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The Mitsubishi F-2 is a multirole fighter derived from the General Dynamics F-16 Fighting Falcon, and manufactured by Mitsubishi Heavy Industries and Lockheed Martin for the Japan Air Self-Defense Force, with a 60/40 split in manufacturing between Japan and the United States. The basis of the F-2's design is the F-16 Agile Falcon, an ...
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- Vehicle Description
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The launch capability of an H-IIA launch vehicle can be enhanced by adding SRB-A solid rocket booster (SRB) and Castor 4AXLsolid strap-on booster (SSB) to its basic configuration. The models are indicated by three or four numbers following the prefix "H2A": 1. The first number in the sequence indicates the number of stages 2. The second, the number of liquid rocket boosters(LRBs) 3. The third, the number of SRBs 4. An optional fourth number shows the number of SSBs. The first two figures are virtually fixed at "20", as H-IIA is always two-staged, and the plans for LRBs were cancelled and superseded by the H-IIB. The H-IIA is relatively new from its predecessor, incorporating a new upper stage, consisting of a cylindrical LH2 tank structurally separated from an oblate spheroid LOX tank. The LH2 tank cylinder carries payload launch loads, while the LOX tank and engine are suspended below within the rocket's inter-stage. The stage is powered by a single LE-5Bengine.
The first H-IIA was successfully launched on 29 August 2001, followed by a string of successes. The sixth launch on 29 November 2003, intended to launch two IGS reconnaissance satellites, failed. JAXA announced that launches would resume in 2005, and the first successful flight took place on 26 February 2005 with the launch of MTSAT-1R. The first launch for a mission beyond Earth orbit was on 14 September 2007 for the SELENEMoon mission. The first foreign payload on the H-IIA was the Australian FedSat-1 in 2002. As of March 2015, 27 out of 28 launches were successful. A rocket with increased launch capabilities, H-IIB, is a derivative of the H-IIA family. H-IIB uses two LE-7A engines in its first stage, as opposed to one in H-IIA. The first H-IIB was successfully launched on 10 September 2009. For the 29th flight on 24 November 2015, an H-IIA with an upgraded second stage launched the Telstar 12Vsatellite, the first commercial primary payload for a Japanese launch vehicle.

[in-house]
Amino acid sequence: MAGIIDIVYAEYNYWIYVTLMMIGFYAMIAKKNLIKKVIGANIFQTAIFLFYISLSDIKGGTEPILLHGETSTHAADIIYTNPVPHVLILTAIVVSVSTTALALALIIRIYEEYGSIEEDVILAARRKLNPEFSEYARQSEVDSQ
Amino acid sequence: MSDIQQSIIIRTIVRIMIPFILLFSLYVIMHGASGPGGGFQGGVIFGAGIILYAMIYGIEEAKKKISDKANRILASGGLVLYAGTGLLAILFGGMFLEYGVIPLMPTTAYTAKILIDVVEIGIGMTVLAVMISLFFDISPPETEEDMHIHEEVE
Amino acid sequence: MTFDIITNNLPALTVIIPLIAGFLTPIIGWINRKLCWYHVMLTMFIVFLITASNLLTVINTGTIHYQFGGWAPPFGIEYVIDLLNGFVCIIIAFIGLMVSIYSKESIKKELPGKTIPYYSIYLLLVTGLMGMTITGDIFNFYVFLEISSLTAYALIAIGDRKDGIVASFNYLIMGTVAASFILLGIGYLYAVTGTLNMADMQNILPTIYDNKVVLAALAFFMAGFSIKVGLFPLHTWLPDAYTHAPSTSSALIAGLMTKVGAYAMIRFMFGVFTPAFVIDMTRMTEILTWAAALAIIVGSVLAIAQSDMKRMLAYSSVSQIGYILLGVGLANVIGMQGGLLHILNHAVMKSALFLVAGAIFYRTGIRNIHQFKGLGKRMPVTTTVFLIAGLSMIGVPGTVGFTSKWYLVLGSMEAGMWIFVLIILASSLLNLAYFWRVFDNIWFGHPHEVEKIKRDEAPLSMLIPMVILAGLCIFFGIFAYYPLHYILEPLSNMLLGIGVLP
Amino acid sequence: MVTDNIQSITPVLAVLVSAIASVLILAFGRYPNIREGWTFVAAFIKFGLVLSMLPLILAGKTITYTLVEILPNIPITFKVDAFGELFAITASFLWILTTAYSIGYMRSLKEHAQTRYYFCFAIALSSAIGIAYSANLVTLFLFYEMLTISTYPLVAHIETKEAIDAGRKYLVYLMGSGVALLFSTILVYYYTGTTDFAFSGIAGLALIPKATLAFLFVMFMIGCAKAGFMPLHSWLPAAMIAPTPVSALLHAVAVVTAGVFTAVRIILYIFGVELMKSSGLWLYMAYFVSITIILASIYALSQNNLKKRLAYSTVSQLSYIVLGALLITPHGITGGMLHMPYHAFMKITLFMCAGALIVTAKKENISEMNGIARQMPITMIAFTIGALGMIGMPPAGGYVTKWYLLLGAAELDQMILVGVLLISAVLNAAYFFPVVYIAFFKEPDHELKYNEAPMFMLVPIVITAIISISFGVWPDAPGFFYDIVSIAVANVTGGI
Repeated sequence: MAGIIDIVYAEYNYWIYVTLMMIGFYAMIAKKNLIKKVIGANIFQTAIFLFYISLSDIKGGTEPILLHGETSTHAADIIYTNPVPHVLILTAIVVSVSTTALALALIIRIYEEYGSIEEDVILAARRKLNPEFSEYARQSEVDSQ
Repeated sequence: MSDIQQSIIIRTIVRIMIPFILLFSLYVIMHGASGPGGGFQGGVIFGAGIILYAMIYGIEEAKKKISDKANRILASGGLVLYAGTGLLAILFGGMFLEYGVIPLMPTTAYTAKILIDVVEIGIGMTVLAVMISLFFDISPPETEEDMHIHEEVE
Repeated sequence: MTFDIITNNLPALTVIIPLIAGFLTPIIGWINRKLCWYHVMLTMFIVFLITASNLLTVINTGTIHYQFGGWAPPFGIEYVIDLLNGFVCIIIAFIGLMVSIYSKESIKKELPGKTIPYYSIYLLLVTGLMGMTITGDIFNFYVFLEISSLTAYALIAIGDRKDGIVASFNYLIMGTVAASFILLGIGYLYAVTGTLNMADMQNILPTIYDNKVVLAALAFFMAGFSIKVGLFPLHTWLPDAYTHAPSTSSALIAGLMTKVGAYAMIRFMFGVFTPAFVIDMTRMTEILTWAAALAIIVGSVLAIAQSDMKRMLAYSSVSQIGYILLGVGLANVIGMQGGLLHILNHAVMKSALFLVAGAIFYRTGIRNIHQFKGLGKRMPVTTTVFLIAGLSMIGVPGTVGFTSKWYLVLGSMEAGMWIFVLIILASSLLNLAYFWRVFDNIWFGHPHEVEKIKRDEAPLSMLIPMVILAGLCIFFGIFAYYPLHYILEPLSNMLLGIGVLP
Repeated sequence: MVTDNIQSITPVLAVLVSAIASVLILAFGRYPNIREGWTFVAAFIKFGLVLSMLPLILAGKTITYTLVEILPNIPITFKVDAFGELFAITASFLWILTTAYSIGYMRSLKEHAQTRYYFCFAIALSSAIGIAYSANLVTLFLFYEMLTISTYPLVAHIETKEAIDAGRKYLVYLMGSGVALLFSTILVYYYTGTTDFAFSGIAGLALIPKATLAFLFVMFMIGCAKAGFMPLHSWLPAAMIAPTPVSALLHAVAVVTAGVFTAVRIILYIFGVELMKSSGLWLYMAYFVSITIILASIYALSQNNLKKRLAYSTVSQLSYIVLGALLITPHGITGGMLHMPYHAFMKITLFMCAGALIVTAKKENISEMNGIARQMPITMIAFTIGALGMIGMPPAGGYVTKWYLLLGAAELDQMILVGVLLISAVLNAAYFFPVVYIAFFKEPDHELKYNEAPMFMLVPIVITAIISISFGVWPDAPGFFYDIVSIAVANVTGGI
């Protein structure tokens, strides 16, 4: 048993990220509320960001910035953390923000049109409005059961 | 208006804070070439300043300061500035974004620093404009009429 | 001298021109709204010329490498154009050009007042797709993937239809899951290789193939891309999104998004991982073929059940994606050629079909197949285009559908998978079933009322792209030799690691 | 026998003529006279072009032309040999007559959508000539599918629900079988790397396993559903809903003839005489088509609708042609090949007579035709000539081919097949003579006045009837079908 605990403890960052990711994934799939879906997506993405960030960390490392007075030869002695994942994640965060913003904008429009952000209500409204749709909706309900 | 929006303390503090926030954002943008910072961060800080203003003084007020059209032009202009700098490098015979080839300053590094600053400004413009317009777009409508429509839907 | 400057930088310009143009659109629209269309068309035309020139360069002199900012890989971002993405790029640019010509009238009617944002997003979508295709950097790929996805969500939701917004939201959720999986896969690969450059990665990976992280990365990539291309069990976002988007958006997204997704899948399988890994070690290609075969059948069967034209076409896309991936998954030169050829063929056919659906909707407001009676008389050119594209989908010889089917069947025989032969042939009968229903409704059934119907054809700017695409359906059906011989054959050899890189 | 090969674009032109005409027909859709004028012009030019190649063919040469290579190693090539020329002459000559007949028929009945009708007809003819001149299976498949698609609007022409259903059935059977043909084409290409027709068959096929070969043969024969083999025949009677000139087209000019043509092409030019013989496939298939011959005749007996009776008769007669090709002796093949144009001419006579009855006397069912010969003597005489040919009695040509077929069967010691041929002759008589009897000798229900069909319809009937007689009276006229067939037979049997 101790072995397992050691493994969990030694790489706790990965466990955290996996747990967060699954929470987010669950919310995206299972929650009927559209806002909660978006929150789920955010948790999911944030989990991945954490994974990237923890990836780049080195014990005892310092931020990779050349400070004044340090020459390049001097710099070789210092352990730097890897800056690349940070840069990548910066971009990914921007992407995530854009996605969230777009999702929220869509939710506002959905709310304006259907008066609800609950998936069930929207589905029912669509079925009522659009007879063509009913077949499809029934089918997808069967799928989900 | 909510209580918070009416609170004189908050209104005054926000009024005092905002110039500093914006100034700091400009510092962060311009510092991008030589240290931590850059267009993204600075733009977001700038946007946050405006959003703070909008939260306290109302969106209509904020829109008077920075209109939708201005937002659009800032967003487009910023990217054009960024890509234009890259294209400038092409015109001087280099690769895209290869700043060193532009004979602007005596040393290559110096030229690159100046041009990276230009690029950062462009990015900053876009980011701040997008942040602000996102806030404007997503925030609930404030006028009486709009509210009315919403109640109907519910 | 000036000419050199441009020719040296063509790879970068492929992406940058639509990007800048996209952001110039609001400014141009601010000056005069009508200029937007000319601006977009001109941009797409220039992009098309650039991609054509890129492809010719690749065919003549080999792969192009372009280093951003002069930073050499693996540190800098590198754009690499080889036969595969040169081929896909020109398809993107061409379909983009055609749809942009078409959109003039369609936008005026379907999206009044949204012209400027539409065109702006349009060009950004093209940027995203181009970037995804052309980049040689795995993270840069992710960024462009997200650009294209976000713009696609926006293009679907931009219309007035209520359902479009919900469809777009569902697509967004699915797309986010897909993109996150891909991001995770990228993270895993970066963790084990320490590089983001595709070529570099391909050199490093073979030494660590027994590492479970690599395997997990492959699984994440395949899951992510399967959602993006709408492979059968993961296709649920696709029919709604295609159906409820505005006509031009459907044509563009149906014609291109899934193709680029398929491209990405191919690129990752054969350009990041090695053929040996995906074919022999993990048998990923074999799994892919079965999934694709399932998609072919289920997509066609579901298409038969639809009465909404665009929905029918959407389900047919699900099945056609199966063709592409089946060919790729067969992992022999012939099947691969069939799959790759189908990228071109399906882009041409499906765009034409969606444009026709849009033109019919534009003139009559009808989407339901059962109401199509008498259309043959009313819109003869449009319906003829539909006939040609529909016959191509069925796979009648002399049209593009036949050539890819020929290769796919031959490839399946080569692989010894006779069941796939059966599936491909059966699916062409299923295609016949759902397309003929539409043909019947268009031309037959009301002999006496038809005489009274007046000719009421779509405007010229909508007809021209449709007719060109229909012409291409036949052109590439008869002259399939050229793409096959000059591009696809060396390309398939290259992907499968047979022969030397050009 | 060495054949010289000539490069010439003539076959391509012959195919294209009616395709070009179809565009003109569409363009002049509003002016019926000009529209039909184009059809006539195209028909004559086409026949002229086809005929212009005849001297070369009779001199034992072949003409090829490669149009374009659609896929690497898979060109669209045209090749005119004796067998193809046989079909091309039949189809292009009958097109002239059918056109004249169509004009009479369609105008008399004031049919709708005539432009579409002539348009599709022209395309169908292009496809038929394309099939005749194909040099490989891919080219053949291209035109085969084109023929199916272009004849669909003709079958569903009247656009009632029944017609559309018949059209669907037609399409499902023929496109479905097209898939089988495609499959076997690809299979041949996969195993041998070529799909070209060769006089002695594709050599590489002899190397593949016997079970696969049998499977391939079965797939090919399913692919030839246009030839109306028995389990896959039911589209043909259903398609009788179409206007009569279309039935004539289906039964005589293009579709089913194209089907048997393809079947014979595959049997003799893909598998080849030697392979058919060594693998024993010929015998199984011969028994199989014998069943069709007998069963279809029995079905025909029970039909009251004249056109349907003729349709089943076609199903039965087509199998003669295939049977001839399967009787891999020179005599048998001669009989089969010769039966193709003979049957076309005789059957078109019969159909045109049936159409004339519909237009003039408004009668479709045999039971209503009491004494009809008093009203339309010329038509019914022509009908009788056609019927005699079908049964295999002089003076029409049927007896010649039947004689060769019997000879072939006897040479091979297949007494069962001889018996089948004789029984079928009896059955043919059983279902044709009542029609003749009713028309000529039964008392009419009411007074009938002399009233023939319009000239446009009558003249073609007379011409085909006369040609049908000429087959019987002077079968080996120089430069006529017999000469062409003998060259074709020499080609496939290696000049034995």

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H3 (rocket) The H3 Launch Vehicle is an expendable launch system in development in Japan. H3 rockets are liquid-propellant rockets with strap-on solid rocket boosters and are planned to be launched from Tanegashima Space Center in Japan. Mitsubishi and JAXA are responsible for the design, manufacture, and operation of the H3.
The Mitsubishi A6M Zero, often called just the A6M Zero or simply the Zero was a long range carrier ship-based fighter aircraft of the Imperial Japanese Navy during World War II. The aircraft was built by Mitsubishi, making its first flight in 1939, and entering naval service in 1940. It was the primary fighter used by Japan during the war.